Australian Humpback Whales Stick To Their Own Oceans And Don't Have Much To Do With Northern Hemisphere Cousins

A humpback whale is seen breaching outside of Sydney Heads. Cameron Spencer/Getty Images

Humpback whales seen in Australia each year as they swim along the eastern and western coasts are so different to their cousins in other parts of the world that the could be a sub-species.

An international group of scientists has established that humpback whales from different parts of the globe are more genetically distinct than previously thought.

The researchers, using the most comprehensive genetic dataset on humpback whales so far, determined that humpback mostly stick to their own oceans have have little to do with others in other seas.

Humpback whales in the ocean basins of the North Pacific, North Atlantic and Southern Hemisphere are much more isolated from each other than previously thought.

This is despite the fact that their seasonal migrations between winter breeding grounds and summer feeding grounds are longer than for any other mammal.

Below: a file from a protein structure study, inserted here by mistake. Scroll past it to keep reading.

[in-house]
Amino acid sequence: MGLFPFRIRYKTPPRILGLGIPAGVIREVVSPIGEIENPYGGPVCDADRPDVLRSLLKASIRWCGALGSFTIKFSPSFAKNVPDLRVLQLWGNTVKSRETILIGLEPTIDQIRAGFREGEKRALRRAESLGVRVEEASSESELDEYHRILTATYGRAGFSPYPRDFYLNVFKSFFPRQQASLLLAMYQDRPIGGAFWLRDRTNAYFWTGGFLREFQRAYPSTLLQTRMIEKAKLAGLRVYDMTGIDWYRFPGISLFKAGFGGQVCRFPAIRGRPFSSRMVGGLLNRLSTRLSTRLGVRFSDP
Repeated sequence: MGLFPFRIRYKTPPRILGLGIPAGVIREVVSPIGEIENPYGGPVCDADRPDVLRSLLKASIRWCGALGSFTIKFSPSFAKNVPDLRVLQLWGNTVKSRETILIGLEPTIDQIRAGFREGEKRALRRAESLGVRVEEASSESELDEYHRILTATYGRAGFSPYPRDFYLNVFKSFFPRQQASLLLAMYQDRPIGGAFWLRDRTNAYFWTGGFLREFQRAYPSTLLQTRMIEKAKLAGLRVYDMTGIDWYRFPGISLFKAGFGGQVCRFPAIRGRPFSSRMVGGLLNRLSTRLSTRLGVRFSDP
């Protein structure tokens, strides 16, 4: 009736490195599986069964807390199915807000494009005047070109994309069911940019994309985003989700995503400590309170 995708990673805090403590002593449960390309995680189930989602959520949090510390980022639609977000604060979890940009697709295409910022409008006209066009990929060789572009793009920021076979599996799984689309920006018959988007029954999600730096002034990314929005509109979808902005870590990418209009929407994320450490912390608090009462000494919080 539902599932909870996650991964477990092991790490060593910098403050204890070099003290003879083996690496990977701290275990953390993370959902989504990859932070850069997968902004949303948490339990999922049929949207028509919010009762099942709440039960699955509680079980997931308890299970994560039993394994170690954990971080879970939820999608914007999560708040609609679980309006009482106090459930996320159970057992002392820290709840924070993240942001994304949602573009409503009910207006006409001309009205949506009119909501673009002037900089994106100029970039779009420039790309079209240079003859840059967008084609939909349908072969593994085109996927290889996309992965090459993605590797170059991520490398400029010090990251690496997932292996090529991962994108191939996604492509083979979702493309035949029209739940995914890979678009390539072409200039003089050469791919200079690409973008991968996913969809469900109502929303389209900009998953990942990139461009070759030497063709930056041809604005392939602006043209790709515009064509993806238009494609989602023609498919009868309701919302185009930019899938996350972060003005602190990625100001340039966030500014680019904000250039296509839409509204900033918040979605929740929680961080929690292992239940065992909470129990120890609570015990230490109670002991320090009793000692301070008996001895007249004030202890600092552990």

Dr Jennifer Jackson of the British Antarctic Survey says there’s evidence oceanic populations should be recognised as separate subspecies, isolated by warm equatorial waters, which they rarely cross.

Genetic evidence suggests that hump-backs in the North Pacific, North Atlantic and Southern Hemisphere are on independent evolutionary trajectories.

The paper, Global diversity and oceanic divergence of humpback whales (Megaptera novaeangliae), is published in the Proceedings of the Royal Society B.

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